Plans to create 55 jobs by building an £80million fish feed plant on Skye have been lodged with the local authority.
Fish farm company Marine Harvest Scotland has submitted its application for the facility on the site of a quarry at Kyleakin.
The move follows a consultation period involving public exhibitions and presentations to the community.
The plans have been widely welcomed since they were announced earlier this year, although the firm has been criticised after revealing at the same time that it would axe 80 jobs at its other Highland plants.
Construction of the facility is expected to take between a year and 18 months, and Marine Harvest believe it could be up and running as early as 2018, depending on the planning process.
Ben Hadfield, managing director of Marine Harvest Scotland, said: “We have been very pleased with the response to our plan to build a fish feed plant at Kyleakin.
“The feedback from the local community has been overwhelmingly positive and people are keen to see the feed plant up and running and providing jobs.
“That’s not to say they haven’t asked questions and raised concerns, but we are confident we have addressed these and reassured them on the issues brought up during the consultation process.”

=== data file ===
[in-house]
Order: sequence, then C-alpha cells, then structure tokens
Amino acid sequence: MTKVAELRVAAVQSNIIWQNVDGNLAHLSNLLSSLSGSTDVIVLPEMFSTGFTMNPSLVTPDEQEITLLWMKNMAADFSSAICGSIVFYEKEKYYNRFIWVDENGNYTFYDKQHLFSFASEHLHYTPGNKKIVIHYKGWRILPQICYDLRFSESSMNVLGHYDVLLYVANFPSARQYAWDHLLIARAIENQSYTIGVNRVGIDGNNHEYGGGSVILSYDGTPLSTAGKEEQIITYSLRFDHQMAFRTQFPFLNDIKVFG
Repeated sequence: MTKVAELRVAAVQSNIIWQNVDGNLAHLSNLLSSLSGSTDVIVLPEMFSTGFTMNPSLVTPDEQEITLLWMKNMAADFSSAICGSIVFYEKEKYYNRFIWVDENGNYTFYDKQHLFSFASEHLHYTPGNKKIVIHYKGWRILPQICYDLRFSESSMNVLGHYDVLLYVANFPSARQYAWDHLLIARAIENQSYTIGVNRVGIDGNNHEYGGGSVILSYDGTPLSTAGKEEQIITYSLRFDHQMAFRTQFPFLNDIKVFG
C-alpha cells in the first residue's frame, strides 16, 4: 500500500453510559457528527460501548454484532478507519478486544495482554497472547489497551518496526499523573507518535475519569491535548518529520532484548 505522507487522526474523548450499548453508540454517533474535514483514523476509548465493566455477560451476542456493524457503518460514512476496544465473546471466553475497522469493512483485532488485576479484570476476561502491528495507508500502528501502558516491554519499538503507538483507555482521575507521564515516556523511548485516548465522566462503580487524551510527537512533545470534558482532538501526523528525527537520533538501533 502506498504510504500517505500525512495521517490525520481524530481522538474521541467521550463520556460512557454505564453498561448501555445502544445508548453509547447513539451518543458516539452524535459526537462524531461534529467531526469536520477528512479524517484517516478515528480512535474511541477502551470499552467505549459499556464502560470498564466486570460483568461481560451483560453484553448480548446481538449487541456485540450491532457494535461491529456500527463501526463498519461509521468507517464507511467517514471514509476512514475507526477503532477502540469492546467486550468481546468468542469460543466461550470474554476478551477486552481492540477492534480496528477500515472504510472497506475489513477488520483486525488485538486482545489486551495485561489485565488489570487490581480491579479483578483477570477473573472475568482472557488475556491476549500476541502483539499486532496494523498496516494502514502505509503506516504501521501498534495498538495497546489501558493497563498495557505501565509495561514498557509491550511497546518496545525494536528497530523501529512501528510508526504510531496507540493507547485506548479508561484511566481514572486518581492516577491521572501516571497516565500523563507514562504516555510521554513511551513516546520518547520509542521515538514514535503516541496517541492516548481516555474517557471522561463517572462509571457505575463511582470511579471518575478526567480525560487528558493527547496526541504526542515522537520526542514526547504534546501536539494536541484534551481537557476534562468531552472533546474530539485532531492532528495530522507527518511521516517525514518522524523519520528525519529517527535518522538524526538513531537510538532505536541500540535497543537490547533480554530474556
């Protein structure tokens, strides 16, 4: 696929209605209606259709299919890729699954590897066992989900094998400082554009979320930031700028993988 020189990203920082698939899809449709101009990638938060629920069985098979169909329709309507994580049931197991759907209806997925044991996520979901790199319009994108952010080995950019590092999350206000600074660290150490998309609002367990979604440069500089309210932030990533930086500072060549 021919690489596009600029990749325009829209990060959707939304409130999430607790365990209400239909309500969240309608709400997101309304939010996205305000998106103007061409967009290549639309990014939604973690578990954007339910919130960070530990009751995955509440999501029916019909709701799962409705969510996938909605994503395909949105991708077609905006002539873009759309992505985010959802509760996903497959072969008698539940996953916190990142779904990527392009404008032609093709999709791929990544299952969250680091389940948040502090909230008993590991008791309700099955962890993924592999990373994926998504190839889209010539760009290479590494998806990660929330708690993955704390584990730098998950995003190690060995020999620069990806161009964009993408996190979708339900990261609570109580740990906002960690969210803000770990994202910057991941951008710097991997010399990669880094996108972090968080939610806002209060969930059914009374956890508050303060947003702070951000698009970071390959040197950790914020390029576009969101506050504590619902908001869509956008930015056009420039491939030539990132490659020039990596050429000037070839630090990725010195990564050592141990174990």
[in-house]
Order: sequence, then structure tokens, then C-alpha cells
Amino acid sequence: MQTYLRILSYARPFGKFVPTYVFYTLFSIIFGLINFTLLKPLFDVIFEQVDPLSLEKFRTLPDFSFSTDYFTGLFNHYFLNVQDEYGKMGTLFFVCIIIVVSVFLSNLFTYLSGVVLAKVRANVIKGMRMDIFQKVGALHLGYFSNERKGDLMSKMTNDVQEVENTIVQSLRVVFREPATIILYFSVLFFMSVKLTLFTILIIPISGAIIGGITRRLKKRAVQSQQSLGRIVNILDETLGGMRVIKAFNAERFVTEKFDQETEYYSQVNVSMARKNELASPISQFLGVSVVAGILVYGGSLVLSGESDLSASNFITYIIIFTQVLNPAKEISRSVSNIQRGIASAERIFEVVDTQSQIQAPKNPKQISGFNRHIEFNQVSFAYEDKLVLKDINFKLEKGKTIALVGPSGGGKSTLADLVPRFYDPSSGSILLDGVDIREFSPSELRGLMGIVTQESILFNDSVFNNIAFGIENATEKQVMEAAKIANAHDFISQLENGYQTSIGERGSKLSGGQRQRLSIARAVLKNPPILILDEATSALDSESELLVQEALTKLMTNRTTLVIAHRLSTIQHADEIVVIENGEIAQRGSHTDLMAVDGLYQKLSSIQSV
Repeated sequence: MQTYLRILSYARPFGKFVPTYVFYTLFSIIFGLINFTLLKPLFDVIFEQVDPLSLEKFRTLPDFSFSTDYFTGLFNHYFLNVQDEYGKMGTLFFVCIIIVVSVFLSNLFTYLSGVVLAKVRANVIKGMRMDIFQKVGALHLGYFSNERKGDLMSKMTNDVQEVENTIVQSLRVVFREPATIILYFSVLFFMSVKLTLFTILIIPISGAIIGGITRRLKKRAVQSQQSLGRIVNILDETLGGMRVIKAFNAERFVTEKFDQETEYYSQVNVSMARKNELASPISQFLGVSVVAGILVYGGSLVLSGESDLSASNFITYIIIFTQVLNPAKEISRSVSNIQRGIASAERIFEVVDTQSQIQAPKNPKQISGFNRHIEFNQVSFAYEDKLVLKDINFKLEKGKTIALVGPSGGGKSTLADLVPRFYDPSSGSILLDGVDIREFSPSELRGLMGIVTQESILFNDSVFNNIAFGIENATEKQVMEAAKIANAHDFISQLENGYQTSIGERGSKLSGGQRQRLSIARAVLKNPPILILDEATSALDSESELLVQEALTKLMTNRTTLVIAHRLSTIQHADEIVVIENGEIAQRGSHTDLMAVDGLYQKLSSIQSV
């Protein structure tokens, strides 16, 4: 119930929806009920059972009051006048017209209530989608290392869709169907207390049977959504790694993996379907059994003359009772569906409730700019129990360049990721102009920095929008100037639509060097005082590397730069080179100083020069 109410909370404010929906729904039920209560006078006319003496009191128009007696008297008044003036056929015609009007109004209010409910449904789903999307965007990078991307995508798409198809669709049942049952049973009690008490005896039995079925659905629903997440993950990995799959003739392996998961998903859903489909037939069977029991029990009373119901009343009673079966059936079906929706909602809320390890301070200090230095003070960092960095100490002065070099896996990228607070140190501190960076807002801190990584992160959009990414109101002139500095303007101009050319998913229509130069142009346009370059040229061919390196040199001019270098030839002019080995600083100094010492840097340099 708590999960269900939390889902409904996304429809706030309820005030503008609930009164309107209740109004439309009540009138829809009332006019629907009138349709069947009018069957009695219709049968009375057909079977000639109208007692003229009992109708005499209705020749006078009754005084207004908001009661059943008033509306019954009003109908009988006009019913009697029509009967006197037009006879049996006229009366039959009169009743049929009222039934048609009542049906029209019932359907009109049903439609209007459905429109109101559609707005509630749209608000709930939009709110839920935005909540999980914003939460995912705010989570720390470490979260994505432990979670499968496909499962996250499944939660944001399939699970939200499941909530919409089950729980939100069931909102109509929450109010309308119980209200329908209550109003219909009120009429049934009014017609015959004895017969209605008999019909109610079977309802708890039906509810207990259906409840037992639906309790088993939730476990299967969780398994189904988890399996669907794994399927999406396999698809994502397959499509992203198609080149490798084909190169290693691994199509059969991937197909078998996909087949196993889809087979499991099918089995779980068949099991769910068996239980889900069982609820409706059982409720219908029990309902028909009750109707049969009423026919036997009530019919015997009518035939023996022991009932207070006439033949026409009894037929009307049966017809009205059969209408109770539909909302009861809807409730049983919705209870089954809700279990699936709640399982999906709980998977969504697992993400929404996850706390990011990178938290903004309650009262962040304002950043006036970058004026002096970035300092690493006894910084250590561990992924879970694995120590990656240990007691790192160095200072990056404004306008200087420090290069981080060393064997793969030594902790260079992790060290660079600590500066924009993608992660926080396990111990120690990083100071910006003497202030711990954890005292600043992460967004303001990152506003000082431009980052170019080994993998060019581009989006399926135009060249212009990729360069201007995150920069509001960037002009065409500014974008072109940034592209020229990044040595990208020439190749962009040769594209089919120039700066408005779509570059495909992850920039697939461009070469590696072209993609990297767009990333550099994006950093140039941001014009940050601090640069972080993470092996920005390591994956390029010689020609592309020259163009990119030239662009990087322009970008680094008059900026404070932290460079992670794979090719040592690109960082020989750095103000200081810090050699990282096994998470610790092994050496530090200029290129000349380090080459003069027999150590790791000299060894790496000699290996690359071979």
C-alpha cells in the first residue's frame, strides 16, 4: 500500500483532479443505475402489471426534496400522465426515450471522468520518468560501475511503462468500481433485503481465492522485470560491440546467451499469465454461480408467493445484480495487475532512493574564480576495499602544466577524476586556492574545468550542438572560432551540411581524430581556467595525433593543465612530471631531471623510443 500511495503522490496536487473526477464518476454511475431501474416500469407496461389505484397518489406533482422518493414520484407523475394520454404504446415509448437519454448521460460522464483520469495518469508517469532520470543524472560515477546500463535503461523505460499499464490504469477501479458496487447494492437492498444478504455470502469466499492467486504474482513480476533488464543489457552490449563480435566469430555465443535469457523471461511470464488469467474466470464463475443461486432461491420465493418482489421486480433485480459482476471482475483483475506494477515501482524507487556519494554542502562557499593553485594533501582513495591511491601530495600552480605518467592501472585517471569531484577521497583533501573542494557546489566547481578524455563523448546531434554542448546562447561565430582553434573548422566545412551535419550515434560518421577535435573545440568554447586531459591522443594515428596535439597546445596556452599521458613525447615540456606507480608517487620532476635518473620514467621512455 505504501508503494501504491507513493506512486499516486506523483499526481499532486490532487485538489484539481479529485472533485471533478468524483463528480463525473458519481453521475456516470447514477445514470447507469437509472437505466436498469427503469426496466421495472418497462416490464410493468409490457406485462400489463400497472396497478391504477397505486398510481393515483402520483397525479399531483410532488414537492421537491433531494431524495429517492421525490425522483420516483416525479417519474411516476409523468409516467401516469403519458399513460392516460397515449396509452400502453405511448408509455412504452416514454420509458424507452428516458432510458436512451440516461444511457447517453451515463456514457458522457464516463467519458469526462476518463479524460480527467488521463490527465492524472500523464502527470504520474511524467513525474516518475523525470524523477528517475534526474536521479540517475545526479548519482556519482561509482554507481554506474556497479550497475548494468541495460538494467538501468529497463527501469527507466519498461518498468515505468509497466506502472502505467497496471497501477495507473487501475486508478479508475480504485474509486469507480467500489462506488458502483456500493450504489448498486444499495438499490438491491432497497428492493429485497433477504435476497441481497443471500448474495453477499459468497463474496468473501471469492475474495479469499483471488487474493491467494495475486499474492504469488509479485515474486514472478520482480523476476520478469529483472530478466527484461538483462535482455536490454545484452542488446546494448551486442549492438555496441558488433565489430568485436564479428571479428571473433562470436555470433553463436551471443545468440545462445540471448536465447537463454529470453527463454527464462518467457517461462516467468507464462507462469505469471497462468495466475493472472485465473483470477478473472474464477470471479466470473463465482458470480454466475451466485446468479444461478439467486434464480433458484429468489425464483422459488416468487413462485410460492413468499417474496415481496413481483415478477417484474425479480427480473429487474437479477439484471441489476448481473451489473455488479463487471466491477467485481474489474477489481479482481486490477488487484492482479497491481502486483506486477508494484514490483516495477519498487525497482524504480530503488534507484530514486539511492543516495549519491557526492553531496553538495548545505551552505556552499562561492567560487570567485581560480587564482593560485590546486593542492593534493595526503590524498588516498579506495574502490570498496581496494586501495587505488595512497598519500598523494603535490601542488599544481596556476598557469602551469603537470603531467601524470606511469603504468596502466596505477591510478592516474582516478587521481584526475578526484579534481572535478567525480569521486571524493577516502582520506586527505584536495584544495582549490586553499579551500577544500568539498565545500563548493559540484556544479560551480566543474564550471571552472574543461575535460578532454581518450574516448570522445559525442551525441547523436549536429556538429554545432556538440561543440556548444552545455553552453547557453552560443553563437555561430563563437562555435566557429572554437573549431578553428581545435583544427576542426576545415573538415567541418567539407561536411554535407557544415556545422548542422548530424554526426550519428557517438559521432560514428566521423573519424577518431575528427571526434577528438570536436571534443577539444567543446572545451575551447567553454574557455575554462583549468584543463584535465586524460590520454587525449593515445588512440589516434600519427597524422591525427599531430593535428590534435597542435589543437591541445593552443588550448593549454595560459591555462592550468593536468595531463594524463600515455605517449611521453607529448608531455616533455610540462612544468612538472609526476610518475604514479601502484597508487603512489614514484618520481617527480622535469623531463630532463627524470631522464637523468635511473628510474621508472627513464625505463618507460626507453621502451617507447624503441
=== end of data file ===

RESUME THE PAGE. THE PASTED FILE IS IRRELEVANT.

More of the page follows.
The application includes assessments of transport, noise and wildlife as well as the potential impact on the Marine Protected Area.
Marine Harvest say the site at Altanavaig quarry is more than large enough to accommodate the development, which will include the feed plant itself as well as raw material storage silos, product storage and packaging, a loading area and car parking.
Ross, Skye and Lochaber MP Ian Blackford said: “I’m enthusiastic about the opportunities that the Marine Harvest plant will bring to the island of Skye, and I would argue Lochalsh as well.
“We want to see sustainable jobs in the Highlands and this is extremely good news.
“I’m delighted that Marine Harvest is investing in the local economy.”
Marine Harvest employs about 11,700 people in 24 countries, producing seafood for more than six million meals consumed around the world every day.
In January, the Norwegian firm announced that 15% of its Scottish workforce would be axed at its salmon farms, hatcheries and processing plants in the Highlands and islands and Argyll.